Mortgages with low down payments are returning, making it easier
for cash-strapped homebuyers to make the leap. As of May 1, the
average down payment has dropped 9.4 percent in two years,
according to Megan Greuling, a spokesperson at LendingTree.com.
"Borrowers with small down payments have more options now, and
options that are more affordable," says Erin Lantz, director of
Zillow Mortgage Marketplace.
"The availability of lower down payments had been increasing for
several years, but the trend certainly accelerated when the
FHA started raising premiums
last year," says Guy Cecala, publisher of Inside Mortgage
The game is changing
When standards tightened following the downturn,
were the only game in town for buyers with low down payments. "The
whole housing market was on its knees then and most mortgage
companies were struggling to survive. Conventional mortgage
companies couldn't offer any products in the high LTV ratio which
should be their bread and butter," says Cecala.
But now, the game is changing, and not just for cash-strapped or
first-time homebuyers. "Improvements in the entire lending industry
are happening," says Lantz. "The environment is changing from the
extreme credit tightening when the bubble burst." Indeed, the
number of lenders offering conventional loans with down payments of
5 percent to 10 percent is twice what it was two years ago, she
Through the first four months of the year, 73 percent of all
down payments on conforming 30-year fixed-rate loans were less than
20 percent, and almost 40 percent were between 5 percent and 10
percent, according to Greuling.
Increased activity means lower down payments
Property values are up while
are still quite low. "Essentially what is happening is not so much
consumers desiring to put less down, but that more lenders are more
willing," says Doug Lebda, CEO at LendingTree.com.
"We are coming back to a normalized market," he says. "I don't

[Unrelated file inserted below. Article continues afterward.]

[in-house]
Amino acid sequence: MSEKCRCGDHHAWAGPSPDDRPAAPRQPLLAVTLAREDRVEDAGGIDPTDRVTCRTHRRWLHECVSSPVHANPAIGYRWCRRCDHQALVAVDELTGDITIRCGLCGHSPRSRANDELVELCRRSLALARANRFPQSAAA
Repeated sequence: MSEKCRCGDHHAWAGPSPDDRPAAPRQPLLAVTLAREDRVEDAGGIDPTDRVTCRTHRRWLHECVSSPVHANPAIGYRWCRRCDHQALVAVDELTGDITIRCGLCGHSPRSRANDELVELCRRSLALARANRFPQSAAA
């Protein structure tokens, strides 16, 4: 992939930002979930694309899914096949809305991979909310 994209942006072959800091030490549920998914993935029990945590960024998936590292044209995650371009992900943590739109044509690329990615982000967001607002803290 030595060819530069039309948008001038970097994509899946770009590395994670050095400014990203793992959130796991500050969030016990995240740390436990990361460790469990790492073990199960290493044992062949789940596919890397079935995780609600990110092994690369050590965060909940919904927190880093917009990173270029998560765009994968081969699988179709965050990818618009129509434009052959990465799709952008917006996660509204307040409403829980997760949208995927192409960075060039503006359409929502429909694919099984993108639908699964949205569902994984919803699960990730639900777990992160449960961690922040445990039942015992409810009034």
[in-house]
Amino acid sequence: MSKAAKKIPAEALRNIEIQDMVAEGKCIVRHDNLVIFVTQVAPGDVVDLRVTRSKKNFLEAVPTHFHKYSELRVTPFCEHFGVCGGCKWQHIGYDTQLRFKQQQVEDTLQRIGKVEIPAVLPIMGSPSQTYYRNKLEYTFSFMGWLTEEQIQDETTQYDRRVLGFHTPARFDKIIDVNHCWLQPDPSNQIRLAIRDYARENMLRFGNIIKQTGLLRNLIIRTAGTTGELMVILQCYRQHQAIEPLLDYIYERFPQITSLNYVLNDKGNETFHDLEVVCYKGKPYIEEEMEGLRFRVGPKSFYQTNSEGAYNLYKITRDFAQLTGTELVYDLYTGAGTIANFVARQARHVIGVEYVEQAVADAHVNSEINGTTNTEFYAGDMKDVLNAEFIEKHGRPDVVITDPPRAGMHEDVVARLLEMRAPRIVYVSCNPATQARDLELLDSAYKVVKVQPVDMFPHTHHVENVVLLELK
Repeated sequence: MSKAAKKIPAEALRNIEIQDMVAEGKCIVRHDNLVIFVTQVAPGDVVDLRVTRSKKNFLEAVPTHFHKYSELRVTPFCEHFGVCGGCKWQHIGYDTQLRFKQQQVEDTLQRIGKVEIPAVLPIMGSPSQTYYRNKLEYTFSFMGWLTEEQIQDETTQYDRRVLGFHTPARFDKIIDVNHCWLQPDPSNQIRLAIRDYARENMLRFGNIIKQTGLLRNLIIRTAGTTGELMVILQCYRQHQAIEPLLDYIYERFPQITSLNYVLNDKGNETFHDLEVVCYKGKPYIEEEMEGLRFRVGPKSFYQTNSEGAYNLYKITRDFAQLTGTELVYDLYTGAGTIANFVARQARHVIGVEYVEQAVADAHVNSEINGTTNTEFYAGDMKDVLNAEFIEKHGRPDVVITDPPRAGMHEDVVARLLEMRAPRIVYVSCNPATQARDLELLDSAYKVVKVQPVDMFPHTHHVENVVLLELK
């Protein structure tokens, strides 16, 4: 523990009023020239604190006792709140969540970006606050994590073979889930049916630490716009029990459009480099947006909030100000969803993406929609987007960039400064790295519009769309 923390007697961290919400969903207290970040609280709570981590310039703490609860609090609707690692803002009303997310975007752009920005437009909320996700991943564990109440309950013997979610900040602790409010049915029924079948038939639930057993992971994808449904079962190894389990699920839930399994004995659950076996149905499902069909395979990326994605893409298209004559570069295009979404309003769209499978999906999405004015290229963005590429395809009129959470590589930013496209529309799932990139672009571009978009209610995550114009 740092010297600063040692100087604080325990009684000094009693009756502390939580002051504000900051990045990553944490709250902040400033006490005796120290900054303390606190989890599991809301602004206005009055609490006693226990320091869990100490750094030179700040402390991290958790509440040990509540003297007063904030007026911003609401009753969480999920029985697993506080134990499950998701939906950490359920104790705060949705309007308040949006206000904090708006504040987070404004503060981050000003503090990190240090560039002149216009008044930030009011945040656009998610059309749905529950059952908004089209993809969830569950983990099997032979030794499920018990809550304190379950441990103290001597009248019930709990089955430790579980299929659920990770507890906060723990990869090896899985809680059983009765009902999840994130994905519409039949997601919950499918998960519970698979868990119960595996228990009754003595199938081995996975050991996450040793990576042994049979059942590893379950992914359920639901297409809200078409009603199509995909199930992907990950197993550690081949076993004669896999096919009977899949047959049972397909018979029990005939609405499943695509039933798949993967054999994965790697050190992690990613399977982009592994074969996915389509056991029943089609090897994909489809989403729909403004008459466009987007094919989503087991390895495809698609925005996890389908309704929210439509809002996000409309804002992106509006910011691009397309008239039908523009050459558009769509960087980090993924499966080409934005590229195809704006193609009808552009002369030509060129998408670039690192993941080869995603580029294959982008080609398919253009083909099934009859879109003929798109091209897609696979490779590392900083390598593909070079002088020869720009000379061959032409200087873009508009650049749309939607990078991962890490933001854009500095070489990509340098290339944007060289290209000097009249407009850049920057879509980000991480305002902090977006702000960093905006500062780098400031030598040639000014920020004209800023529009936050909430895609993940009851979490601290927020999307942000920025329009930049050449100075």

think the pendulum will swing back to 2007 -- but to where
borrowers who were previously denied are now able to access these
historically low mortgage rates."
Property values have increased 9.3 percent over the last year,
according to S&P/Case-Shiller, and existing-home prices show 13
consecutive months of year-over-year increases, according to the
Buyers once again have to compete to clinch the deal.
Paul Reid, a Redfin real estate broker who recently sold his
home in Orange County, Calif.,
received 20 offers
, most of which were from buyers intending to put 10 percent down
or less, and all the bids were above his asking price.
"For the American homebuyer, credit is getting easier and
interest rates are still extremely low," Reid said in an email.
"Small lenders and credit unions are making loans for 3.5 percent
to 10 percent down for the first time in years."
Attracting home buyers
Lower down payments are a way for the lenders to stand out among
"As the credit crunch is easing, lenders are more comfortable
with mortgage-market risk and, equally important, they are looking
to increase business in a market where interest rates are probably
going to rise," says Cecala. "We have a pretty plain vanilla
mortgage market. All lenders are offering pretty much the same
product. So to differentiate themselves, some lenders will say,
'We're willing to do 5 percent down on conventional loans.'"
The winding down of the refinance boom also plays a role, said
Reid. "Now that most people who can refinance have done it, the
banks need a new batch of customers. And private mortgage insurers,
notoriously strict after the bubble burst, are starting to loosen
up their standards."
"We are not returning to the very easy credit days that we saw
in 2007," says Lantz. "Yes, we are seeing an uptick in credit
availability, but I wouldn't want to imply that we are returning to
the frenzy. This is incremental loosening."
The strategy remains a balancing act for lenders across the
country. While down payment standards seem to be easing the most in
markets which are rapidly improving, requirements are not loosening
straight across the board. Rather, standards are shifting so that
if one guideline is stricter -- a higher credit score, for example
-- another one can be adjusted, in this case the down payment.
Experts agree: It's the busy spring home buying season, and
lower down payments are returning just in time. Homebuyers can
utilize a mortgage payment calculator to see how different size
down payments will ultimately affect how much they pay each